1. Create new neural pathways. Take a page from the Utilities and Manufacturing industries’ playbook. Companies in these industries had to shift away from “we will probably not be affected” to “sophisticated violation can happen to anyone, we can never be too vigilant.” An individual’s prefrontal cortex can hold only about three or four thoughts at a time. To change human behavior, you must build the desired mindset in the prefrontal cortex by consistent and applied repetition and testing. When ISG has helped Utilities companies emphasize facilities and physical safety, we’ve seen measurably fewer industrial accidents and better safety for employees. This same strategy can work using a combination of employee awareness, testing and role play of bad security stories to increase employee knowledge and improve attitudes and behaviors.
  2. Err on the side of caution (and borderline paranoia!) in personal responsibility. In the manufacturing industry, daily or weekly touch point meetings often begin with a "safety moment." Participants open with a brief presentation on safety and leave their colleagues with a clear take-away. Brain science has proven that this kind of engagement and repetition is effective for changing behaviors. An IT team might build in “security moments” as the foundation of standing meetings to begin adopting the mindset of preventing security hacks.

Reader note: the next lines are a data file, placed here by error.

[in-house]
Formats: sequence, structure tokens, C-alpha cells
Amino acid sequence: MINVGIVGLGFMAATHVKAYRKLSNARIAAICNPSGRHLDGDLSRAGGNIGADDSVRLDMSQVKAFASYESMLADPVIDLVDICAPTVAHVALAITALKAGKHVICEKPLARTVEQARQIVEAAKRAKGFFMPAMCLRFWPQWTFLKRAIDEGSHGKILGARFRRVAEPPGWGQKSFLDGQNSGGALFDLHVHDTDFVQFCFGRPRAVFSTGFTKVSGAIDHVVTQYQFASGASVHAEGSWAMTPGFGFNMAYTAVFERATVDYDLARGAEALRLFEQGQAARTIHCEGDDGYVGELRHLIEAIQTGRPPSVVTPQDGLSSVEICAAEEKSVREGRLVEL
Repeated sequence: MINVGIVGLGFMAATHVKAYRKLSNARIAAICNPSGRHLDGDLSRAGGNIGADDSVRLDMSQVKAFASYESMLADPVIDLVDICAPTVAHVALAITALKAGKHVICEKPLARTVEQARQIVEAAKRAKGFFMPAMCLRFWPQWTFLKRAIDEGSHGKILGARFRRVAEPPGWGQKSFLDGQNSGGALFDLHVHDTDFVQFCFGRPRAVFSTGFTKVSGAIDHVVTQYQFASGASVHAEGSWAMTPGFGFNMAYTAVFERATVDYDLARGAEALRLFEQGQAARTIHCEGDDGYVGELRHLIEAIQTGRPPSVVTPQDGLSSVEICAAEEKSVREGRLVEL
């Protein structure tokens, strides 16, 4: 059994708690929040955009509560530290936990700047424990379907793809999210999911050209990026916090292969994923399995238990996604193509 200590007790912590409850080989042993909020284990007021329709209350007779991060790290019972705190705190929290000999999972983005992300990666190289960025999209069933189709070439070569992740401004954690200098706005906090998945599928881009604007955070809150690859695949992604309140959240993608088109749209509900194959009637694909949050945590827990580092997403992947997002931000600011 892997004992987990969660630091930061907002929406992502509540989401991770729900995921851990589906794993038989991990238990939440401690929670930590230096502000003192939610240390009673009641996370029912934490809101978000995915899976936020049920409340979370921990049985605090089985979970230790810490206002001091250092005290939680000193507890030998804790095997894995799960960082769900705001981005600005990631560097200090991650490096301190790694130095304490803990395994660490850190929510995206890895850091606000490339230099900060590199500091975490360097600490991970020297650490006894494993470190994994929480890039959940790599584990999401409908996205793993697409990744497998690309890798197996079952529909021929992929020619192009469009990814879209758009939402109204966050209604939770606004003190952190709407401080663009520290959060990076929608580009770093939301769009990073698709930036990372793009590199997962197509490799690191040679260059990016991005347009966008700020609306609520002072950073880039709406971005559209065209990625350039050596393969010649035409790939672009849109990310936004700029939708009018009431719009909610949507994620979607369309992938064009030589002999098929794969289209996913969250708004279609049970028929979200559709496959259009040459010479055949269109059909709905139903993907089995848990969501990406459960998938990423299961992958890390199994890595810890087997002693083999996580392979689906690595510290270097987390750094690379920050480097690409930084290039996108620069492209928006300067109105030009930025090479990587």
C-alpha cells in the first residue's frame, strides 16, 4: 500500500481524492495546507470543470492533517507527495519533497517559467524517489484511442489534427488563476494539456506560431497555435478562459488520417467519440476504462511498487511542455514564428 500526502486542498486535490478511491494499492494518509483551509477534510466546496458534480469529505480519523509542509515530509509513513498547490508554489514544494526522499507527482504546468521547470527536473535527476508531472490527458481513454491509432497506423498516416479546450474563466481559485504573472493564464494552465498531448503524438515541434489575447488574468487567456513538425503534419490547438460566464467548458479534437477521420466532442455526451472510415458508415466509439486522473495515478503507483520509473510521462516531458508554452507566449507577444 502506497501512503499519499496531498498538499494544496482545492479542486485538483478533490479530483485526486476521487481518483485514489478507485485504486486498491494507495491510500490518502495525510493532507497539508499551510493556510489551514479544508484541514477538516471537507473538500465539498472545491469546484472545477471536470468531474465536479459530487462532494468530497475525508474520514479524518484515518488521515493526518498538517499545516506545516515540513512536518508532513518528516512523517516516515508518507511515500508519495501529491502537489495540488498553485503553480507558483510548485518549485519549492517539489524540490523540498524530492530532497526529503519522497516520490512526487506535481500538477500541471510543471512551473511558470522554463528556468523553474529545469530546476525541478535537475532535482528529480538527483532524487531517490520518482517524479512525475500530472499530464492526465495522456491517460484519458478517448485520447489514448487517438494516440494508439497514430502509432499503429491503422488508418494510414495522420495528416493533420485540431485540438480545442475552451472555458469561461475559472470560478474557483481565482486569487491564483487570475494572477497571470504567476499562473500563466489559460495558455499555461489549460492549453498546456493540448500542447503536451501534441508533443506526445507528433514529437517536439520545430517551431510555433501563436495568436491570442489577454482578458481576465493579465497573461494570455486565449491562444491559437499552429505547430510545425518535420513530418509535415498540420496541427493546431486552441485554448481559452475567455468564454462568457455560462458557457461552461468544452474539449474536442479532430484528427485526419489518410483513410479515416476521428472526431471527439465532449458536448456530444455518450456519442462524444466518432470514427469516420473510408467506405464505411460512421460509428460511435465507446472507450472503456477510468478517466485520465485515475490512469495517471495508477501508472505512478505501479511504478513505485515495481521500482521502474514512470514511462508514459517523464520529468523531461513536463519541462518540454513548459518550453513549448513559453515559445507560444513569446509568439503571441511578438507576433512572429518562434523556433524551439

3. Invest in active defense. Establish threat intelligence to look beyond your enterprise’s scope into the greater internet, the deep net and even the dark net. Who is interested in you? Who is selling your credentials? Who is buying your credentials? Who could target you? How will you know if they have? On the operations side, train key people in charge of personnel on- and off-boarding to act immediately adjust and terminate access as needed.
  4. Establish a cybersecurity center of excellence (CoE). A cybersecurity CoE does not act as a policy provider or security gatekeeper. It is a sparring partner to test solutions and assumptions around security and a security solution provider for the whole lifecycle of products, services or organizational change. Once a CoE has been established, enable and encourage everyone in the company to actively and heartily facilitate its work.